'Se7en' is a classic, but disturbing
October 5, 2016
Some movies affect you in such a drastic way that you find yourself wanting to either avoid eating for a while or finding the need to watch cat videos until you fall asleep.
“Se7en” is a crime thriller directed by David Fincher, who has directed some recent films you’ve probably seen: “The Social Network” (2010), “The Girl with the Dragon Tattoo” (2011) and “Gone Girl” (2014). However, he is probably best known for “Fight Club” (1999), which was a huge hit and was the film he worked on right after making “Se7en,” which came out in 1995.
The film stars Morgan Freeman, who plays a burnt out detective named Somerset, that is merely days away from retiring. Detective Mills, played by Brad Pitt, is brought into the police precinct to take over for Somerset. The detectives could not be more of polar opposites. Somerset is a veteran detective who has been working in the same city for years. He’s calm, collected, but wants nothing to do with the string of murders that are occurring during his last week of duty. Mills, however, is a younger detective who has experience, but is impatient, prone to anger and has no time to deal with Somerset’s intricate methods of detective work.
After the initial introductory scenes, we get a really jarring and unnerving title sequence that really sets the tone and even foreshadows a few things that happen later on. After this, we are thrown right into the first of a string of murders based on the seven deadly sins: gluttony, greed, sloth, envy, wrath, pride and lust. Each of the crime scenes becomes more disturbing, with each one having been carefully and patiently executed. You can tell right from the get go that this killer has an M.O., and it isn’t a pleasant one.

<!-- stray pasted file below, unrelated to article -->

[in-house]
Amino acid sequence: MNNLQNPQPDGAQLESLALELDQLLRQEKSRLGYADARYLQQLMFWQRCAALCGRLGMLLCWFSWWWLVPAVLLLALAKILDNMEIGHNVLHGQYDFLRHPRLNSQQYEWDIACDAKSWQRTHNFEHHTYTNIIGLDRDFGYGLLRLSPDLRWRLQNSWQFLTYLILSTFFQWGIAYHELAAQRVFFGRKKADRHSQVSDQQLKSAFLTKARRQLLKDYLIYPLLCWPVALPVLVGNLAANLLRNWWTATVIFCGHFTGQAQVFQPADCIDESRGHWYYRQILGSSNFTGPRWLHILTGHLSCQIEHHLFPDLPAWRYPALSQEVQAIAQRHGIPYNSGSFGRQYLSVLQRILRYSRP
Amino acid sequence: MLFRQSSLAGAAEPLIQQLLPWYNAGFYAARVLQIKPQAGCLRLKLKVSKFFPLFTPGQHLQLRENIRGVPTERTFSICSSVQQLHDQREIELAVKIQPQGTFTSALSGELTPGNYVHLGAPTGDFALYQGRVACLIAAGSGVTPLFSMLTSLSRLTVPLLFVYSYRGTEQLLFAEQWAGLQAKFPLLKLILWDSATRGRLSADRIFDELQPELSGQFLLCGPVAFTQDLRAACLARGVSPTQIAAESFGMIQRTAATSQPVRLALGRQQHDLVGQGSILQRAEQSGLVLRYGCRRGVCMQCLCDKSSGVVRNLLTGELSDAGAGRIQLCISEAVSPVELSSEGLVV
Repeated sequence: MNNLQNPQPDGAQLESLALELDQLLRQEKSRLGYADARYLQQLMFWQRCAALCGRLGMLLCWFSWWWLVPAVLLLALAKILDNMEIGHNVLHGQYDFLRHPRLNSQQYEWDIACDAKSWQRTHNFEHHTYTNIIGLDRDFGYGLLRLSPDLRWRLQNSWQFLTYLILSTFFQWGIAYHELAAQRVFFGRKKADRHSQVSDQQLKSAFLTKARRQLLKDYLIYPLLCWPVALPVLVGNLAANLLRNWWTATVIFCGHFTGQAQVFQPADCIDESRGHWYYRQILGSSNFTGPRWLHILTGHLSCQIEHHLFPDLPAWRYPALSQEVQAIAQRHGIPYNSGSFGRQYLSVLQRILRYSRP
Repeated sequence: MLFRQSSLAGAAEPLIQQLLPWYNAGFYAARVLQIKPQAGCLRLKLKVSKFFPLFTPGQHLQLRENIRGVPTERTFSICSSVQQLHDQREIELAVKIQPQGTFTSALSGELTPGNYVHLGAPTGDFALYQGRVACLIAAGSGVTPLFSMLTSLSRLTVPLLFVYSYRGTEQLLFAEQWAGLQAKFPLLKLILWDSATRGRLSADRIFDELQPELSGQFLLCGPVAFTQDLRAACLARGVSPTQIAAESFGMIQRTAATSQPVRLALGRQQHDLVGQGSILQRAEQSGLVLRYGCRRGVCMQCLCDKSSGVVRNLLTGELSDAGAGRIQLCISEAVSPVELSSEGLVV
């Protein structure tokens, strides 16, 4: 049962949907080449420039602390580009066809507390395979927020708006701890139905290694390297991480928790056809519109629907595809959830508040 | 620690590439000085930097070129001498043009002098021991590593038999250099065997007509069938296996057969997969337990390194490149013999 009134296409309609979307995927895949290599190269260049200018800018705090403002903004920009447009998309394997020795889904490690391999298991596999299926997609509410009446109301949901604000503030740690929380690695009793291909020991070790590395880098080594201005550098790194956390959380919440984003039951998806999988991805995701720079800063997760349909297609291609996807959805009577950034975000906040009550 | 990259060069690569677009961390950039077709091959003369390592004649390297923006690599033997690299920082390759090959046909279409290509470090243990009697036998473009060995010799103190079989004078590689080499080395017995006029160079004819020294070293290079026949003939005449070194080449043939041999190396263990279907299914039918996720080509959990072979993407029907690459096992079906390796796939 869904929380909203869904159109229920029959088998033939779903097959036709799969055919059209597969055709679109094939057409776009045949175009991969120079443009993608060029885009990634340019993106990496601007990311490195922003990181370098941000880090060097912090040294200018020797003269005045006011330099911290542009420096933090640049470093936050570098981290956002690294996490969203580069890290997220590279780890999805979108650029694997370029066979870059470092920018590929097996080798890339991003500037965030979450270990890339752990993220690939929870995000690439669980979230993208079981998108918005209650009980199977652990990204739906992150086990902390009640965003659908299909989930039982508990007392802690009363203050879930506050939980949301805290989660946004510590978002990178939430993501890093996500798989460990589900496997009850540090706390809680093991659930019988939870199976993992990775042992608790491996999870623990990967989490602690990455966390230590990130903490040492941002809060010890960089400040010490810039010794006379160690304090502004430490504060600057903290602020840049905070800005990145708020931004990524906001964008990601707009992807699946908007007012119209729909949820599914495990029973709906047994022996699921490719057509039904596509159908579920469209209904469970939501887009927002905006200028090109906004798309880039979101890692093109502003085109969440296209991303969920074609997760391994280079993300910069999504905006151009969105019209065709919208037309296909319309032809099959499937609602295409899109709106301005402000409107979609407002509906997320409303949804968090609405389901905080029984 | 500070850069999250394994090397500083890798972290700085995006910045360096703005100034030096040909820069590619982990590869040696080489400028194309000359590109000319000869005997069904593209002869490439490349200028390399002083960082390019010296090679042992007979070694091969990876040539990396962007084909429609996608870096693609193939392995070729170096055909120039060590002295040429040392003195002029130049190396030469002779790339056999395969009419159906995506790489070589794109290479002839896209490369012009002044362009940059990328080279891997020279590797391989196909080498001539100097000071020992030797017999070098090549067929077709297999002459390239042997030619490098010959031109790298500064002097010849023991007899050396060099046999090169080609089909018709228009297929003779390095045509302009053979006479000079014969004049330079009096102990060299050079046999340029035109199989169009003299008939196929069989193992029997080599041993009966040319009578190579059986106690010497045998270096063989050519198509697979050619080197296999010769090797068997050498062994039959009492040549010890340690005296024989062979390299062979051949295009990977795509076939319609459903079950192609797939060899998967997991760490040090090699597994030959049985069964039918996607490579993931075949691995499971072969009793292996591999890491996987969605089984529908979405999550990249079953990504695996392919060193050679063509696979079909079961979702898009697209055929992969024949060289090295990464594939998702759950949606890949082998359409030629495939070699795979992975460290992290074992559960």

The plot is one that is, for the most part, straightforward. If you pay attention to small conversational cues, you will be able to essentially figure out what the ending is. For the most part, the murders happen sequentially, but luckily the film throws in a few different scenes that help break up the slow building, brooding nature of the film. That isn’t to say the plot isn’t a great one. It’s really the execution of it that is done so well, especially in regards to the latter three-quarters of the film, when things build to a dramatic and horrifying conclusion.
Tonally, this film is a bleak one, and it doesn't let up on being incredibly dark and heavy. The setting is almost always indoors, where it is claustrophobic, and when you are outdoors it is almost always raining, adding to the gloomy feeling this movie brings. The only true bright spot in this movie comes with the character Tracy, played by Gwyneth Paltrow, who is Det. Mills’ wife. The few scenes we get with her are much needed breaths of air, and after seeing some of the murder scenes, you’ll be gasping for it.
What this film does so well is play with our interest and obsession with crime, specifically psychopathic serial murderers. It gives us what we want to see: crimes that are creative, have a distinct motive, follow a skeletal narrative and lastly are impeccably gruesome. All the murders, or "sins" as they're referred to by the killer, affect you on a level that makes you feel on par with how you probably felt when you read about real world serial killers like Jeffrey Dahmer, Ed Gein or John Wayne Gacy. You're absolutely sickened by it, but you can’t help but be intrigued by how or why a person could do these things. But the last two murders just bring it too close to home, in a way that should make you feel both a sense of horror, as well as a deep sadness. And this by no means makes it a bad movie, just be ready for a downer.
All in all, “Se7en” is an older movie (21 years old at this point) that should be regarded as a classic, with acting talent that at the time was on the rise, but now is regarded as A-list and a director that has brought us quality work, and continues to do so today. It’s a film that, without a doubt, is worth recommending. However, you should be warned: You will see and experience things you’ll want to forget.
Wesley Sigsworth is a student at UW-River Falls.